Dora B. Montefiore, New Age October 1905
Source: New Age, p. 650-1, 12 October 1905;
Transcribed: by Ted Crawford.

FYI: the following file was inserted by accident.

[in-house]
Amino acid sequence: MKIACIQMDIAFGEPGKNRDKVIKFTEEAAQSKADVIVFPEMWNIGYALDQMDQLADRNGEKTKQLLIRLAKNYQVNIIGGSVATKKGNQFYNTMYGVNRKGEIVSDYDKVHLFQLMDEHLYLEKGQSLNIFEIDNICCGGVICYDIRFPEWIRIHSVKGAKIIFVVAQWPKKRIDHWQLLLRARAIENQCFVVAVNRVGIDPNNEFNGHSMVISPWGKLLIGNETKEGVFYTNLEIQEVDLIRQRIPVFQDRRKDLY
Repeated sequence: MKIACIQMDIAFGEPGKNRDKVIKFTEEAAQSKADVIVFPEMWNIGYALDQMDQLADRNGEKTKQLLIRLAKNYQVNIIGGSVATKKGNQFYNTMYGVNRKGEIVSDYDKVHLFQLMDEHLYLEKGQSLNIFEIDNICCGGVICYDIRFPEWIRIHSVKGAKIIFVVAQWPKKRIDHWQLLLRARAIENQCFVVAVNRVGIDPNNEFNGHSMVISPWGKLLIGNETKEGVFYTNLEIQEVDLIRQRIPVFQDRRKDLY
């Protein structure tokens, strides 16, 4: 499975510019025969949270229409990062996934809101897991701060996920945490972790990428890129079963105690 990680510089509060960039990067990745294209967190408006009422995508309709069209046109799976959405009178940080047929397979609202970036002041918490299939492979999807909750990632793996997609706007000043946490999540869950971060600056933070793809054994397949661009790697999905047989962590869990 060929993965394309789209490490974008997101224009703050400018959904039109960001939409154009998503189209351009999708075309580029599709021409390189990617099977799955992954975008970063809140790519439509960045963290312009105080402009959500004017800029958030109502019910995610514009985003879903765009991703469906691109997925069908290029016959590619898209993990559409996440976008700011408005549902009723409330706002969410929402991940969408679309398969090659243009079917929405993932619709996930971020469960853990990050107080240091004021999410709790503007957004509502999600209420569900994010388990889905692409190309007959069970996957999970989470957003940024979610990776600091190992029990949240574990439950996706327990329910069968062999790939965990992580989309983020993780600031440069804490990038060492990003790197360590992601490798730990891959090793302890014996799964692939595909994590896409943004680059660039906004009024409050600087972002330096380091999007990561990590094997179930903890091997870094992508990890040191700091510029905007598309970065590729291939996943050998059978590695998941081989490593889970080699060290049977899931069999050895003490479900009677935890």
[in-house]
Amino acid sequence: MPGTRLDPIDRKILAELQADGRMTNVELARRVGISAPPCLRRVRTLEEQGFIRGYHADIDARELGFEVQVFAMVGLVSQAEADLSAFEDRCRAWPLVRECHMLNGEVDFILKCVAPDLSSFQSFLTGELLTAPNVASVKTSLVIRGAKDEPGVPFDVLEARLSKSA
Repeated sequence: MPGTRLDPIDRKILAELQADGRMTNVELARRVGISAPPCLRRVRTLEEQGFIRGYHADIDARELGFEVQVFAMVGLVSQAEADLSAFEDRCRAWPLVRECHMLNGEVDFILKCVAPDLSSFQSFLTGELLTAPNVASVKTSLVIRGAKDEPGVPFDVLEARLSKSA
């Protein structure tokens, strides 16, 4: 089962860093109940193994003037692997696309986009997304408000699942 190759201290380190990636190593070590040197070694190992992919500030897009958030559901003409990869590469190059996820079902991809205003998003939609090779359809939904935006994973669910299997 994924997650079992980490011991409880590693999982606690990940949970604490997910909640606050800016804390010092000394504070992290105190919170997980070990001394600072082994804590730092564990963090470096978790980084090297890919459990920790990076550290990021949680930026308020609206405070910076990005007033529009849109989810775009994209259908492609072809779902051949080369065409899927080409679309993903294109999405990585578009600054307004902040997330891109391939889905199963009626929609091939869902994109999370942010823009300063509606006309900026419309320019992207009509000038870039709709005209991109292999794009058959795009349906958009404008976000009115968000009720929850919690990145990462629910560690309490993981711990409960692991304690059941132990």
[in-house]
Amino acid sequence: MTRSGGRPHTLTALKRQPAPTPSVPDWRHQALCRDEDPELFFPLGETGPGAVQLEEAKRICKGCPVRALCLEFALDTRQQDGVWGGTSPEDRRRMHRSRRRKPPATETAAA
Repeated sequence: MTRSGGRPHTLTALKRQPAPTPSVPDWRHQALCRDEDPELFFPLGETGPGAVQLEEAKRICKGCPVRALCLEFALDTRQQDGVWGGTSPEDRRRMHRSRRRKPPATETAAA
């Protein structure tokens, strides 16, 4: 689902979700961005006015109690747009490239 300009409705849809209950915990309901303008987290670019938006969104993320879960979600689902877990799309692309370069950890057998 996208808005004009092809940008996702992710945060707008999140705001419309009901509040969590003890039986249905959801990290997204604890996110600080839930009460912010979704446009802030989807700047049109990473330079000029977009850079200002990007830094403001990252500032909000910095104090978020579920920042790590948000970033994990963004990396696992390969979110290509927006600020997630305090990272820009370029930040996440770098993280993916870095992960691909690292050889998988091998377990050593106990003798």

In London Opinion of October 7th, Mr. A.G. Hales, writing of the work of the late Dr. Barnardo, remarks: “The nation has buried a hero; can it not give birth to a heroine? We want a great woman, and we want her at once.” He then goes on to state what he, as a man, requires this great woman to do. “It is to help the female children of the poor that we want a wonderful woman in Britain to-day.” The way she is to help them, according to Mr. Hales, is: She must ask boldly and bravely for a farm from some of the other women who have many farms, and when she has one let her ask for another, and keep on asking until she has enough for present needs.... When the woman comes upon the scene and starts her crusade, when she has got her farms and has cut them up into helpful holdings, when the girl children are growing up ruddy-cheeked, sturdy-limbed, and healthy, then they should be taught all the old useful things which women used to know.... Teach them to scrub and sew, and bake and brew, to cook a working-man’s dinner as it should be cooked. Teach them to cut down a pair of man’s trousers so that a boy may have a pair of knickerbockers; teach them to know how to put a decent patch on a pair of pants; teach them to darn socks so that the man that wears them won’t wish he had been born a horse to be shod by a smith; teach them the mysteries of the churn, the wash-tub – never mind the mandoline and harmonium ... teach them to milk a cow and to feed a pig; show them how potatoes, carrots, and cabbages are grown, and let them grow them.... There is romance as well as business in the schemes that I have outlined; the romance consists in saving many lives, the business lies in the conduct of the farms.”